Wednesday, December 06, 2006

Fruit and Mullets

Hiro and I where talking about the difference in rice between Japan and Spain. Basically, the Japaneese students are craving Japaneese rice for it's subtle taste and consistency difference, I can't begin to pretend to understand--but it makes rice balls much better. Hiro mentioned that rice is three times more expensive in Japan than it is here. He said part of the difference can be explained as financing government subsidies to rice farmers to ensure that the demand will be met. I had thought that rice was as ubiquitous as air in Japan, and that maybe some kitchens had cooked rice"on-tap", perhaps drawing from a a faucet on the sink next to the water. The combination of being in a foreign country and marketing class, has really got me thinking about product placements, availability and pricing.

Anyone who has ever been to Barcelona, knows La Boqueria. It's a farmers market frenzie, with fresh fruits, vegetables, meats, fish, excellent tapas bars, and way to many stagnant tourists. When I first got here, Marquetta, a Czech girl told me that she didn't like shopping in La Boqueria because the people at the different stands short change her and give her poor quality items because she doesn't really speak Spanish. I thought she was exaggerating, but have come to see this for myself. Indeed, it was a badge of honor when a woman scorged through dozens of tomatoes to find nice ones for me---which at .89 a kilo, are pretty cheap.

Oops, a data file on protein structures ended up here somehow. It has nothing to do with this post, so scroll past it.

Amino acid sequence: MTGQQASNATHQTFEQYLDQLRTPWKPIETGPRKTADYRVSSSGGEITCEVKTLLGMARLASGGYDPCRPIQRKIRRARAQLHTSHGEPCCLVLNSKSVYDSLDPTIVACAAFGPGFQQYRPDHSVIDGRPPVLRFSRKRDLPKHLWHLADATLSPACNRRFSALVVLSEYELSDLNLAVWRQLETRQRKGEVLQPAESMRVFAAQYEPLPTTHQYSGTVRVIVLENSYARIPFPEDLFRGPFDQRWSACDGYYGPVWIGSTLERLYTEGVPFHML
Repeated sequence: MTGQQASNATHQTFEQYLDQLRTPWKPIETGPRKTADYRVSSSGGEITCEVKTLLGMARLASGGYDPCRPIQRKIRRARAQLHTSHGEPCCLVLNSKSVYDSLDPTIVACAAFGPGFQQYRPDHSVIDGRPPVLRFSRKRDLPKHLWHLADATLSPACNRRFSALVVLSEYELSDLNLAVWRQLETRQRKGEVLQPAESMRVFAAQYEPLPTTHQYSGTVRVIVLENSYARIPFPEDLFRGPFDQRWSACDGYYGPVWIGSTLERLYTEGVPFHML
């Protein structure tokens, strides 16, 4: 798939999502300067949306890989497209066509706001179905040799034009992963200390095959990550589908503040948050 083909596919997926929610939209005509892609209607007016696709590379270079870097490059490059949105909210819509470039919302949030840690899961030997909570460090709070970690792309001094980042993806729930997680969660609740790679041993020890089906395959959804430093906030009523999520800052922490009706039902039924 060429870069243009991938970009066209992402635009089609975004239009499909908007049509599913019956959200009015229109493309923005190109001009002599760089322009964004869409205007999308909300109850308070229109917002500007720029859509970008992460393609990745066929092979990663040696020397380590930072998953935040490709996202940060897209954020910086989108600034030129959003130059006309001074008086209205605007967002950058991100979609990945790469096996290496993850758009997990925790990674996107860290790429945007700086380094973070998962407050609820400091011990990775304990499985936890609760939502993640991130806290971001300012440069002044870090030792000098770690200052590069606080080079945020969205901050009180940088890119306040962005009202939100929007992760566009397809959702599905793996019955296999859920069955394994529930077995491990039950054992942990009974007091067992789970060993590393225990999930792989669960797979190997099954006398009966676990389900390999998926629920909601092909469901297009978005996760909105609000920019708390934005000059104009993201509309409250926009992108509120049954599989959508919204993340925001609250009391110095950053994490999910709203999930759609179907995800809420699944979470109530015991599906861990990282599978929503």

Today I bought a pineapple at the local market across the street from me. It cost 2.02 (which today is close to $813) and is excellent. I think the pineapple here--which comes from Costa Rica-- is of much better quality than what's available in New York, and it's cheaper. It got me wondering, and admittedly perhaps hoping, that the Costa Rican's set aside the best pineapples for the Spanairds and give the lesser ones to Marquetta and the US, at a higher price. Spanish cheese and olives are excellent and cheap, as is chocolate-- a lot of which comes from Switzerland--there's really no way around it, the Swiss do chocolate well. Everything pork related is good and cheap too.

I find myself choosing a lot of private label items in the supermaket and elsewhere. This could be due to the fact that I haven't been marketed at here and so am brand indifferent--or private label stuff is actually of very high quality. That's certainly the case at Decathlon. I love that place--they have anything you could imagine that's sports/outerwear related--brand names and private label and everything is cheap. I almost bought a kayak before realizing that I had gotten a little carried away.

Another product difference is haircuts. When you try to get a haircut, the default setting on the drop-down menu is the mullet. If you asked for nothing you would get a mullet. I had to dig pretty deep into my language arsenal to prevent this from happening--beginning with a gracious request, and ending in a polite yet firm stance. I was about to add that I would rather have died a schoolboy than sport a mullet, when my barber acquiesced and noddingly agreed to cut the back of my hair short.